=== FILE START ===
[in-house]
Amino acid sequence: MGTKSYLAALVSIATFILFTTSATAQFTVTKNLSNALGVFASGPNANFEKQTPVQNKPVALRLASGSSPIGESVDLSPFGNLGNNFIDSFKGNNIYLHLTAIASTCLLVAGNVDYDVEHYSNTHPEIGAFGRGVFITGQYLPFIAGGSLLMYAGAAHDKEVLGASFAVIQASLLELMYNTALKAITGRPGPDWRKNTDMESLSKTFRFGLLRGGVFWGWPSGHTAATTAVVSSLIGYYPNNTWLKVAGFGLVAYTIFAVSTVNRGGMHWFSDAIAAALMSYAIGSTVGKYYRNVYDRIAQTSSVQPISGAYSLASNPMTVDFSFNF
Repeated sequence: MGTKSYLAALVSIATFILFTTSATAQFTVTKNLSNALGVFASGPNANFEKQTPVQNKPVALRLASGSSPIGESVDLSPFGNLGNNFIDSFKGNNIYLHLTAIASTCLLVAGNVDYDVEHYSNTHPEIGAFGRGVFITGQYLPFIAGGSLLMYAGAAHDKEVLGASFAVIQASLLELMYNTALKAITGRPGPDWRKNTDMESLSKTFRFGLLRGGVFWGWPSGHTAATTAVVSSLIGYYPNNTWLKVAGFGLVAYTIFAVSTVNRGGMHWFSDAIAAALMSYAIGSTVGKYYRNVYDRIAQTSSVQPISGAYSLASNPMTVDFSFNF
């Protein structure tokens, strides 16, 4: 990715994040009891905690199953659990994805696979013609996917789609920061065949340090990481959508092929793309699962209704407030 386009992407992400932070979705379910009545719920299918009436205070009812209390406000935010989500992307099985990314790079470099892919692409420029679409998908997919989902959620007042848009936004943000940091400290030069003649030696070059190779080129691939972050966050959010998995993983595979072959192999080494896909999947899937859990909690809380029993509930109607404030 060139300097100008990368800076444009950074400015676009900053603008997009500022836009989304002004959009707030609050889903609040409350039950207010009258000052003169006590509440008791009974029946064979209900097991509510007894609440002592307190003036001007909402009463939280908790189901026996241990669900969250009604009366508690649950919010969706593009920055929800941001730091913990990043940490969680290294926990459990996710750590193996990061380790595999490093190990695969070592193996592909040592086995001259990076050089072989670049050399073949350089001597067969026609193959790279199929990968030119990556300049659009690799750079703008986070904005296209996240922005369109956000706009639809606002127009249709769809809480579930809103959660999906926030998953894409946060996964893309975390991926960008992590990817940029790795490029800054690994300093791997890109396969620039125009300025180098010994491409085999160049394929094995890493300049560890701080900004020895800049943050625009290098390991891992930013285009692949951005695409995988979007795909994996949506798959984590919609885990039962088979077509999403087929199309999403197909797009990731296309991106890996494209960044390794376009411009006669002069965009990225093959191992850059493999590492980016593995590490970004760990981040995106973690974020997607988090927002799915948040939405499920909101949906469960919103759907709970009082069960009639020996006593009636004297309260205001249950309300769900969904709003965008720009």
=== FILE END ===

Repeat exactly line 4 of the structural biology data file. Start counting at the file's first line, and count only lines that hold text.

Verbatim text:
């Protein structure tokens, strides 16, 4: 990715994040009891905690199953659990994805696979013609996917789609920061065949340090990481959508092929793309699962209704407030 386009992407992400932070979705379910009545719920299918009436205070009812209390406000935010989500992307099985990314790079470099892919692409420029679409998908997919989902959620007042848009936004943000940091400290030069003649030696070059190779080129691939972050966050959010998995993983595979072959192999080494896909999947899937859990909690809380029993509930109607404030 060139300097100008990368800076444009950074400015676009900053603008997009500022836009989304002004959009707030609050889903609040409350039950207010009258000052003169006590509440008791009974029946064979209900097991509510007894609440002592307190003036001007909402009463939280908790189901026996241990669900969250009604009366508690649950919010969706593009920055929800941001730091913990990043940490969680290294926990459990996710750590193996990061380790595999490093190990695969070592193996592909040592086995001259990076050089072989670049050399073949350089001597067969026609193959790279199929990968030119990556300049659009690799750079703008986070904005296209996240922005369109956000706009639809606002127009249709769809809480579930809103959660999906926030998953894409946060996964893309975390991926960008992590990817940029790795490029800054690994300093791997890109396969620039125009300025180098010994491409085999160049394929094995890493300049560890701080900004020895800049943050625009290098390991891992930013285009692949951005695409995988979007795909994996949506798959984590919609885990039962088979077509999403087929199309999403197909797009990731296309991106890996494209960044390794376009411009006669002069965009990225093959191992850059493999590492980016593995590490970004760990981040995106973690974020997607988090927002799915948040939405499920909101949906469960919103759907709970009082069960009639020996006593009636004297309260205001249950309300769900969904709003965008720009």